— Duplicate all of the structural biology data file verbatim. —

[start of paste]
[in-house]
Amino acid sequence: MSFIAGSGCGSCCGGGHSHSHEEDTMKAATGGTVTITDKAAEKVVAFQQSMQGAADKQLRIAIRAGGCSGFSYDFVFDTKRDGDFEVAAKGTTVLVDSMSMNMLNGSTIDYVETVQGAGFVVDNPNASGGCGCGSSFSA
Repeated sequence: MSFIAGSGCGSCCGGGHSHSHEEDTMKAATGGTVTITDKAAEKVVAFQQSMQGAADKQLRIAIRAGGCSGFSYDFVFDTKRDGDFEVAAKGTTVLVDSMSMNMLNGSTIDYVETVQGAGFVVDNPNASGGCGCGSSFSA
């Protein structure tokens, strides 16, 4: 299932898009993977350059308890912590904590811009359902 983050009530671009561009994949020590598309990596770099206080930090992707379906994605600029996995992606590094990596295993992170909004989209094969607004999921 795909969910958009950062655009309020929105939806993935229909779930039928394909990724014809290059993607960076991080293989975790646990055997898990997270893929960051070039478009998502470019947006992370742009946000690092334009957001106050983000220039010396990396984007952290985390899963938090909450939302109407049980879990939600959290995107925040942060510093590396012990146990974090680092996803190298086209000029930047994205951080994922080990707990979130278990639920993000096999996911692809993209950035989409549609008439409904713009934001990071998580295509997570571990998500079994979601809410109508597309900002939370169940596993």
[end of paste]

[in-house]
Amino acid sequence: MSFIAGSGCGSCCGGGHSHSHEEDTMKAATGGTVTITDKAAEKVVAFQQSMQGAADKQLRIAIRAGGCSGFSYDFVFDTKRDGDFEVAAKGTTVLVDSMSMNMLNGSTIDYVETVQGAGFVVDNPNASGGCGCGSSFSA
Repeated sequence: MSFIAGSGCGSCCGGGHSHSHEEDTMKAATGGTVTITDKAAEKVVAFQQSMQGAADKQLRIAIRAGGCSGFSYDFVFDTKRDGDFEVAAKGTTVLVDSMSMNMLNGSTIDYVETVQGAGFVVDNPNASGGCGCGSSFSA
């Protein structure tokens, strides 16, 4: 299932898009993977350059308890912590904590811009359902 983050009530671009561009994949020590598309990596770099206080930090992707379906994605600029996995992606590094990596295993992170909004989209094969607004999921 795909969910958009950062655009309020929105939806993935229909779930039928394909990724014809290059993607960076991080293989975790646990055997898990997270893929960051070039478009998502470019947006992370742009946000690092334009957001106050983000220039010396990396984007952290985390899963938090909450939302109407049980879990939600959290995107925040942060510093590396012990146990974090680092996803190298086209000029930047994205951080994922080990707990979130278990639920993000096999996911692809993209950035989409549609008439409904713009934001990071998580295509997570571990998500079994979601809410109508597309900002939370169940596993």